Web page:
In 1926,  The Good Housekeeping Menu & Recipe Book urged their readers to offer sandwiches at garden parties, church social evenings and supper dances.  Who could resist their recipes for praline and apricot jam sandwiches; spinach and cream cheese in toast; and grated cheese and raisins on brown bread?

The lure of American glamour also appears to have encouraged our new-found culinary freedom.  As Leyel and Hartley state in their book  ‘in New York new and expensive sandwich shops are springing up in the most fashionable streets.’ By the 30s, the Savoy was offering American club sandwiches along with its foie gras, caviar, smoked salmon or watercress sandwiches for breakfast.  Tea dances, weddings and village fêtes consumed vast quantities of dainty white triangular and finger-shaped sandwiches.  No holiday was complete without banana sandwiches and wasps.

The second World War, however, introduced a dark period for the sandwich that was to last until the 80s.  Marguerite Patten explains ‘Although bread wasn’t rationed during the War, you didn’t want to waste the small amount of mousetrap cheese or spam that you were allowed.” The sandwich was neglected, but not forgotten by those who had loved the pre-War excitement of biting into its soft bread and discovering an unexpected but intensely flavoured filling.

Constance Spry (joint founder with Rosemary Hume of the Cordon Bleu Cookery School), for one, clearly romanticised such sandwiches.  In 1956, Spry published The Constance Spry Cookery Book, and countless brides embarked upon their married life guided by her impeccable taste.  Aspirational cooking had arrived.  Spry’s picnic rolls drew on French, Anglo-Indian and Scandinavian influences with stuffings such as omelette aux fines herbes, banana and chutney, and buckling fillets with cucumber dill pickle and lemon.  She urged cooks to make triple decker sandwiches with asparagus, bacon and toasted cheese or chicken, mushroom and lettuce - tres American.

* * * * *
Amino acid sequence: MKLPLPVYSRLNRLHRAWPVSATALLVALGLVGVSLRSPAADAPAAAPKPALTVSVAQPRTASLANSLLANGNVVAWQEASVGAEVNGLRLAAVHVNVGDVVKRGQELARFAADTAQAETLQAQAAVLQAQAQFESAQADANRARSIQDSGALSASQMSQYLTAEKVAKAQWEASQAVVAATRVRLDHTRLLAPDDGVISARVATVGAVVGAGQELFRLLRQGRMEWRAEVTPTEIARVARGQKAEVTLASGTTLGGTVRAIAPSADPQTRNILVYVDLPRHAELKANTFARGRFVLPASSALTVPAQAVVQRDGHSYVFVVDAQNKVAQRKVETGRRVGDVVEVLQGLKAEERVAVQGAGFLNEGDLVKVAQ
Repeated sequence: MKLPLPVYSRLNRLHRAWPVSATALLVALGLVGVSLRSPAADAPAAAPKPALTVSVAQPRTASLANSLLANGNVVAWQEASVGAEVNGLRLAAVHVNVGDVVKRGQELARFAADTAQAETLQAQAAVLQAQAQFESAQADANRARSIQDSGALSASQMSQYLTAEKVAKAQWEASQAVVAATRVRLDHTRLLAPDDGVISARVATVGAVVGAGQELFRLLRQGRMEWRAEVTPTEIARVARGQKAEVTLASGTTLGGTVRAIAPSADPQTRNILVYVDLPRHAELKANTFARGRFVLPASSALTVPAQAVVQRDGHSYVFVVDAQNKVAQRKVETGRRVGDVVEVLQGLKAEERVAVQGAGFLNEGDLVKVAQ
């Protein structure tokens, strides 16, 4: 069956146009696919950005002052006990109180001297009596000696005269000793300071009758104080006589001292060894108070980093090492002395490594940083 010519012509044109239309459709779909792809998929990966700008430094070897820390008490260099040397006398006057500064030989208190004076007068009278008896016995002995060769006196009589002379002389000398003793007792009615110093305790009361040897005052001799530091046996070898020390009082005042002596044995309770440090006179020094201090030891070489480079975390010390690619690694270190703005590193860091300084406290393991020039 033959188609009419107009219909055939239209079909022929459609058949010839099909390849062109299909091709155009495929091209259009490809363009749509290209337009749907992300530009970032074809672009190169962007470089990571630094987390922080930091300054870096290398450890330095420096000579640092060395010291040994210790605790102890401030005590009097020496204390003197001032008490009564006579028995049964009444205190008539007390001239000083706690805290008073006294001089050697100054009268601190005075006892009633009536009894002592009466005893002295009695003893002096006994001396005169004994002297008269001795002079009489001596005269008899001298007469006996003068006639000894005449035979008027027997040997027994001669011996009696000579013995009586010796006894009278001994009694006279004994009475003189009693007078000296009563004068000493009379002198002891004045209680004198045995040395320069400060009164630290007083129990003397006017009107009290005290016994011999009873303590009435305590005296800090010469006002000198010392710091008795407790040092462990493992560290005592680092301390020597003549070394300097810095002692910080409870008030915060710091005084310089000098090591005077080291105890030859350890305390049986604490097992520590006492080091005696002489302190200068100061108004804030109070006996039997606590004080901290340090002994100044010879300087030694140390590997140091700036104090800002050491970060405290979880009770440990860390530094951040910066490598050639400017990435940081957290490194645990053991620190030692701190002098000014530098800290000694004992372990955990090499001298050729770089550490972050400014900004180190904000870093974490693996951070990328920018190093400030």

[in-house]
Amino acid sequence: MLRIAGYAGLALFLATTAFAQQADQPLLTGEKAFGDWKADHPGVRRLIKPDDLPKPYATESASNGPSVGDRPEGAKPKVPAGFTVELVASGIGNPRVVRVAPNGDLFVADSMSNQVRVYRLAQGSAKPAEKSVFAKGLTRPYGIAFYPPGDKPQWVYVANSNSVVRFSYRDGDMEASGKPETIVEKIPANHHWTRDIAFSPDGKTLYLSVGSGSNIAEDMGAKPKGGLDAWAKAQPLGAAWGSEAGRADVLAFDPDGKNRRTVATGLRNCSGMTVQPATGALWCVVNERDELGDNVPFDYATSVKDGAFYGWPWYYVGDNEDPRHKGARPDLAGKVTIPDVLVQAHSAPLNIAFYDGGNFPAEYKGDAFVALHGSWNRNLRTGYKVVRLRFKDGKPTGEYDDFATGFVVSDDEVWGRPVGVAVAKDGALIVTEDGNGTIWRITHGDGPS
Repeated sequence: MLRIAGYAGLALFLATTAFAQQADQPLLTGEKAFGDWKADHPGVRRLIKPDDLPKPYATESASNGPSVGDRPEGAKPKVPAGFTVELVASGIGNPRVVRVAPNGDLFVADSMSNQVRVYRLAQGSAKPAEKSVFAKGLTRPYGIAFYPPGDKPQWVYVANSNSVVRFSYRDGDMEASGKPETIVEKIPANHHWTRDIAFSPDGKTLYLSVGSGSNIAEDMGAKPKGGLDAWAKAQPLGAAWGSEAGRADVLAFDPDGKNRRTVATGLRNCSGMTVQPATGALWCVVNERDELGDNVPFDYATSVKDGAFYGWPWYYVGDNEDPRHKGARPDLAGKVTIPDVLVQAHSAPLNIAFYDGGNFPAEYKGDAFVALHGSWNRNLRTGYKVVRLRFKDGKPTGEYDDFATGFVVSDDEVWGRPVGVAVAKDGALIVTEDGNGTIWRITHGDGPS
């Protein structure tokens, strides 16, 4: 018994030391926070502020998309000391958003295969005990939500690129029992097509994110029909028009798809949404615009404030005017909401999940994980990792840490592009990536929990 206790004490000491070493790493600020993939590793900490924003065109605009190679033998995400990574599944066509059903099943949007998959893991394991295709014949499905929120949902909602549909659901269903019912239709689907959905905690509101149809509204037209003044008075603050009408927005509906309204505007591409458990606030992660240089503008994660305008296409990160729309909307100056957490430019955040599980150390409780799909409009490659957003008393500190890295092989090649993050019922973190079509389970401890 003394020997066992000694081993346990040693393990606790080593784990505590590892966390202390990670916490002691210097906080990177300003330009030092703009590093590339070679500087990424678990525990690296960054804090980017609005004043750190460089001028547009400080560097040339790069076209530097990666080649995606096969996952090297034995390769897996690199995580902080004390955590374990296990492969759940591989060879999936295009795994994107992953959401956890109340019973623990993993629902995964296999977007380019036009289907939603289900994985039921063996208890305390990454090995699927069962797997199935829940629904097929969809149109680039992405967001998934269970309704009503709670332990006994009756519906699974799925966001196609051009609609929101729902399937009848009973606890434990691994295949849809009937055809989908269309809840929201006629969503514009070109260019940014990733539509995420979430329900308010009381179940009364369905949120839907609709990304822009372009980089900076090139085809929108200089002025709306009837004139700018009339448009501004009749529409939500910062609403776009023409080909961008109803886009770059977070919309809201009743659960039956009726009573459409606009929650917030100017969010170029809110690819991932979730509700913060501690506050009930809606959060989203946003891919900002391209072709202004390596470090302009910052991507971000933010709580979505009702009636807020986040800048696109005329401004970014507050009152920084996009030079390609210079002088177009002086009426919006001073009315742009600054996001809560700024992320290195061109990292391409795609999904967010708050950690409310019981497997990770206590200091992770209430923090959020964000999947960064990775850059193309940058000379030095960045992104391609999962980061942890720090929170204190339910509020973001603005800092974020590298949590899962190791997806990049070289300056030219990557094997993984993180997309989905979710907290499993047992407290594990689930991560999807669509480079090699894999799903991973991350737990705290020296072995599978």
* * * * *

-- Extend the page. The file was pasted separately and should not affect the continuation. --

For the next 20 years, tea-time social oneupmanship was fought with dainty egg-and-cress bridge rolls and Shipton’s crab paste and cucumber sandwiches. Cordon Bleu cooks might create the odd smoked salmon sandwich for important board meetings in the City, but in general, the sandwich was regarded as fodder for the office workers.  It was a world dominated by tasteless bread filled with processed cheese, plastic ham and cold synthetic sausages.  Eating had become a necessary function rather than a pleasure. 

The renaissance came in 1980 and in the unlikely form of Marks & Spencer.  While grandiose chefs were considering the merits of raspberry vinegar and crunchy vegetables, M&S introduced the first pre-packed sandwiches in Britain. Starved of a decent lunch, their customers snaffled them up.  It was the beginning of a market that, according to the British Sandwich Association, is now valued at well over £3bn [in November 2000].